When entering your first class, you probably aren't sure what it will look like, how to treat the instructor, or what is expected of you. So let's look at these expectations one at a time.

Mainly, you will be expected to relax and enjoy yourself. You will also have a little homework, but as you'll see, this could be the best homework you ever had.









"MARKETPLACE ITEMS"
You can help support these FREE WTCQD resources, including our free global School Directory, which connects tens of thousands to teachers in their local areas.
The information provided is courtesy of The Complete Idiot's Guide to T'ai Chi and Qigong, now in fourth edition, with nearly 150 web video support videos to compliment the 300 illustrated instructions.

This overview of Tai Chi and Qigong has been heralded by Booklist Magazine, the nation's premiere library journal, by the United States Tai Chi Forms Grand Champion, Sifu Hong Yijao, and by Team USA Senior Coach, Dr. Michael Steward, Sr., who wrote that although he had studied and taught Tai Chi for over 30 years, he read this book 7 times, and found something new from it each time.









How to Address Your Instructor

The question of how to address your instructor has several possible answers. The safest way to find out what is right for the class you enroll in is to simply ask the teacher how they would like to be addressed.

The formal Chinese term for Tai Chi teacher is Sifu (pronounced see-foo), meaning "master of an art or skill." However, many Tai Chi classes in the West are very informal. Most instructors simply go by their first name.

If a Chinese teacher asks you to call him or her Sifu, this is not because of an ego trip. Actually, this is a great compliment. This means that they consider you a worthy student, and that is an honor.

Sage Sifu Says

You can get all the benefits from T’ai Chi without straining. You don’t have to memorize all the terms, or do the movements exactly like your teacher does, or read any certain books. T’ai Chi’s amazing benefits will come to you by simply breathing deeply, relaxing your mind, and playing T’ai Chi in class and every day at home. Play T’ai Chi every day, and everything else will take care of itself.

"In doing nothing . . . all things are done."
Lao Tzu - The Tao te Ching


"MARKETPLACE ITEMS"
You can help support these FREE WTCQD resources, including our free global School Directory, which connects tens of thousands to teachers in their local areas.
The information provided is courtesy of The Complete Idiot's Guide to T'ai Chi and Qigong, now in fourth edition, with nearly 150 web video support videos to compliment the 300 illustrated instructions.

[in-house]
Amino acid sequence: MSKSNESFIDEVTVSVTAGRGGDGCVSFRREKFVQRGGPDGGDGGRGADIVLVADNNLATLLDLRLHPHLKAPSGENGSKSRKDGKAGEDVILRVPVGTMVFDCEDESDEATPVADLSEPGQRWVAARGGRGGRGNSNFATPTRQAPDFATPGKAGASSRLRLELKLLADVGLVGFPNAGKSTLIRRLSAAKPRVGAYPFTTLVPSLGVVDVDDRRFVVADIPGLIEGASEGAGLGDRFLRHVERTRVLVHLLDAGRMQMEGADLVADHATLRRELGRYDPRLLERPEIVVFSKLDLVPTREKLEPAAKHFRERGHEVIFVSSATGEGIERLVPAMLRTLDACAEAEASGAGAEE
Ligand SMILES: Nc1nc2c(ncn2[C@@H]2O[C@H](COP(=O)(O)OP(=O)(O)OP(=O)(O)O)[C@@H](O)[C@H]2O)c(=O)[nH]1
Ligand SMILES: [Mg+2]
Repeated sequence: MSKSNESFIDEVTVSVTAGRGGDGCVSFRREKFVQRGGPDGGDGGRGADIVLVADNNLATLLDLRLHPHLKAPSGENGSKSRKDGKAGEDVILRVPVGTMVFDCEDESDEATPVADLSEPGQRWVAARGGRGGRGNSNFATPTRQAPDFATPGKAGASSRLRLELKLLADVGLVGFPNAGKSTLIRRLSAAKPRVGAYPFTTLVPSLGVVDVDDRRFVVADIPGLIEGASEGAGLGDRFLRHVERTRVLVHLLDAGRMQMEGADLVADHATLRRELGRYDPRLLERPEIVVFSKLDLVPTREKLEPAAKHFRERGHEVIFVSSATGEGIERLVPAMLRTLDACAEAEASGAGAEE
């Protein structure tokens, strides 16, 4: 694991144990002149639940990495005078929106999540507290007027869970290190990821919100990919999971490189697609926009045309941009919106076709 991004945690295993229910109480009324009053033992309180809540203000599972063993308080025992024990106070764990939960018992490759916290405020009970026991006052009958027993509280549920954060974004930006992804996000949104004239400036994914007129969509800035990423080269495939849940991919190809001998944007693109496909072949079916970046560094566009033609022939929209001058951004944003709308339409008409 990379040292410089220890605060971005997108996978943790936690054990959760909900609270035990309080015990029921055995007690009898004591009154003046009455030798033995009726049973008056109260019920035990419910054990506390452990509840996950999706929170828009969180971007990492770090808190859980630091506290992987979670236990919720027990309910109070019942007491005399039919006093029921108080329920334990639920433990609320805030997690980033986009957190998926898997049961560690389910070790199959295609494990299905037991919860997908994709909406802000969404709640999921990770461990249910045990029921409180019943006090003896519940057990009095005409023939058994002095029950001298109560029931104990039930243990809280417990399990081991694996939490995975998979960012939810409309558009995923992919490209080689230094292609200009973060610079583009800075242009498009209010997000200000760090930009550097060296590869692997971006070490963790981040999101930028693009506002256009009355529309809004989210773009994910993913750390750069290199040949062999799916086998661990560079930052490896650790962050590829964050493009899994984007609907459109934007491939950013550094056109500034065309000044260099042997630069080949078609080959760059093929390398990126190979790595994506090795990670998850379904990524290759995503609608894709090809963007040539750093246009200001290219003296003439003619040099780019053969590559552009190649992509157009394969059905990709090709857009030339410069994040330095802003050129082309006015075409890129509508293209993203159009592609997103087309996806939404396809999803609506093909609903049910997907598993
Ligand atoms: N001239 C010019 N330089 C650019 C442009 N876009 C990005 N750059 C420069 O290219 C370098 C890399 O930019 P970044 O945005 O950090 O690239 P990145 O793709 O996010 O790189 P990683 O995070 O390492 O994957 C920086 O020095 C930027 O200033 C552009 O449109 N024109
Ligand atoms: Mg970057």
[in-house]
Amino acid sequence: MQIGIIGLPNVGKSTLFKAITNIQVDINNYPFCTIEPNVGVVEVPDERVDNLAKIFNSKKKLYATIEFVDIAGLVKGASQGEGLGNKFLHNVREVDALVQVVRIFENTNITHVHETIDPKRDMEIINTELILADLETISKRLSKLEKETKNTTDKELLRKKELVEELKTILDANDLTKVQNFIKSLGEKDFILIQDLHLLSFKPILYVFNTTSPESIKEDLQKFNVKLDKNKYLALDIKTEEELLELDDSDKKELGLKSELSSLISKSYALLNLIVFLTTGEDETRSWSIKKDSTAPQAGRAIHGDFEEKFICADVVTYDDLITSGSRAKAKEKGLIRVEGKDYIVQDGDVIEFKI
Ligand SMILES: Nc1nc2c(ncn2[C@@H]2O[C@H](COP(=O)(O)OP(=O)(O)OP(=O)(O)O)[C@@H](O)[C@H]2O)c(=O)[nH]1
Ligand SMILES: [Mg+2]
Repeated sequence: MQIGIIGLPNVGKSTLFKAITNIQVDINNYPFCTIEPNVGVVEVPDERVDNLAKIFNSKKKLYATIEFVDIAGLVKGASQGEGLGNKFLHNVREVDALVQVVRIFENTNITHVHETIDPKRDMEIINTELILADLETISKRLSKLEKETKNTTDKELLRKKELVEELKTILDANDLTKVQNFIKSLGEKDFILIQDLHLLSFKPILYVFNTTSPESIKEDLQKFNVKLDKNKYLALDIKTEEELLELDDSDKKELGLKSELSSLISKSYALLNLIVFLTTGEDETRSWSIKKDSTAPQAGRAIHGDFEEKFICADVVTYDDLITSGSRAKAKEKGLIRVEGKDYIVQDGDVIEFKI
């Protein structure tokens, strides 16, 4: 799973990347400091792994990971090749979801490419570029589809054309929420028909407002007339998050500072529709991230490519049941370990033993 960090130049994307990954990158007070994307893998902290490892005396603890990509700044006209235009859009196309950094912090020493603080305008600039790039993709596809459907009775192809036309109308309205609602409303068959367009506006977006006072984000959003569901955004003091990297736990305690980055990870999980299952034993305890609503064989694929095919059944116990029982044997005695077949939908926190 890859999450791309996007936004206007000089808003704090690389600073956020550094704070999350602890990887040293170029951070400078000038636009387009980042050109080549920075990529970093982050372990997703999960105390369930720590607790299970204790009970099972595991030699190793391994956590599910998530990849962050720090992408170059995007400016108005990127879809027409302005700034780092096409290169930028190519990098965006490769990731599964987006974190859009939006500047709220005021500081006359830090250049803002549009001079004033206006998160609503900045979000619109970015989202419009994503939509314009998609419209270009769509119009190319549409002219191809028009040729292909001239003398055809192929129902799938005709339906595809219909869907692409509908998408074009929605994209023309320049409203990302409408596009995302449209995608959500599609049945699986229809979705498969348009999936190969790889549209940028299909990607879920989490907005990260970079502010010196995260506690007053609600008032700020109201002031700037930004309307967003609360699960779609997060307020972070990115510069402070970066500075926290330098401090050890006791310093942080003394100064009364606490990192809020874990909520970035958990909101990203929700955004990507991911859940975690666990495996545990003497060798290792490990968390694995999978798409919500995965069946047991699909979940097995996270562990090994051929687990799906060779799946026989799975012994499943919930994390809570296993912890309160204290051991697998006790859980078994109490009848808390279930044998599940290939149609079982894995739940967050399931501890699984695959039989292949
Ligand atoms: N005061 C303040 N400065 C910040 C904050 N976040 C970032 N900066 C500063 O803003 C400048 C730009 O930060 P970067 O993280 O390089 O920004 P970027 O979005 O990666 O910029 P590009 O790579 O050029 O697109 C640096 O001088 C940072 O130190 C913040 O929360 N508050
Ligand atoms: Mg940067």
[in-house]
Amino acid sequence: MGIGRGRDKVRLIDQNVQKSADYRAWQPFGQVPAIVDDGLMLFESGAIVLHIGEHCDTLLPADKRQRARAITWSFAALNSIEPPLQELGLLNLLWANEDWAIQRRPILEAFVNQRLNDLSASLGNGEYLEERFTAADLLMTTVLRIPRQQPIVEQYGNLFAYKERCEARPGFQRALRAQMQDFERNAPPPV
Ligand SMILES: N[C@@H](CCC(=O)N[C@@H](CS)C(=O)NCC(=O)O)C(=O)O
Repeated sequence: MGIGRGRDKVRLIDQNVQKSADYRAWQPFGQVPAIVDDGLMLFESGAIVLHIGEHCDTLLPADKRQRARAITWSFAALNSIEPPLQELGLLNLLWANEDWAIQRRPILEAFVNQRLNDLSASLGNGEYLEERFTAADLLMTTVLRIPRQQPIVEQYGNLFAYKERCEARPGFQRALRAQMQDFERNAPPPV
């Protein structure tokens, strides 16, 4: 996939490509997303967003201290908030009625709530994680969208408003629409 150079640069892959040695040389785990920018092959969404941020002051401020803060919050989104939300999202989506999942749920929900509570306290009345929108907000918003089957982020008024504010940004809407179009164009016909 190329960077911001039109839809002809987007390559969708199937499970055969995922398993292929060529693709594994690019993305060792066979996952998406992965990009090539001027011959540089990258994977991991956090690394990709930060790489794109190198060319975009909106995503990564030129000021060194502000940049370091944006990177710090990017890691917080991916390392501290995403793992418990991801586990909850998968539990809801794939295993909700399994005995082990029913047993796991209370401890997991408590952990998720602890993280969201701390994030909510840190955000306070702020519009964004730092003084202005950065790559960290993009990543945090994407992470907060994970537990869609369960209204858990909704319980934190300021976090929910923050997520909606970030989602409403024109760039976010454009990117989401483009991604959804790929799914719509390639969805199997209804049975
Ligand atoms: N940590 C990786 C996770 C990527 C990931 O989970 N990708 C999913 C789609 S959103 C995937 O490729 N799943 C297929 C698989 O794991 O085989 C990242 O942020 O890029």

This overview of Tai Chi and Qigong has been heralded by Booklist Magazine, the nation's premiere library journal, by the United States Tai Chi Forms Grand Champion, Sifu Hong Yijao, and by Team USA Senior Coach, Dr. Michael Steward, Sr., who wrote that although he had studied and taught Tai Chi for over 30 years, he read this book 7 times, and found something new from it each time.









Class Structure

Tai Chi is informal, and each class is different. Some classes begin with a sitting QiGong exercise, using chairs forming a circle. For this relaxation exercise, the instructor will likely lead the group through an imagery exercise as they sit quietly with their eyes closed. Other classes will not use chairs and may begin with a standing relaxation exercise, also with the student's eyes closed. Still other instructors may begin the class by leading students in warm up exercises without practicing a QiGong or relaxation exercise.

Ouch !

Your main goal in Tai Chi class should be to relax and breathe. By not trying too hard, you learn more easily. Students who frustrate themselves by mentally repeating that they "can't get it" usually prove themselves right. If you really can't learn the movement, just follow the other students as you breathe and relax. You'll feel good after class, and you can repeat the session again, and you'll be the expert in class the second time around.

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Once relaxation exercises are done, the physical class structure will probably have students staggered
throughout the room facing the instructor in lines. The instructor usually faces the class, which forms lines
throughout the room, giving each student enough space to swing their arms without striking one another.
However, smaller, more informal classes may form a circle. An instructor may alternate facing the class or with
his or her back to the class, and may move around the room as well giving students different angles to see from.

In a class formed in lines facing the instructor, find a place where you can see what the instructor is doing. Many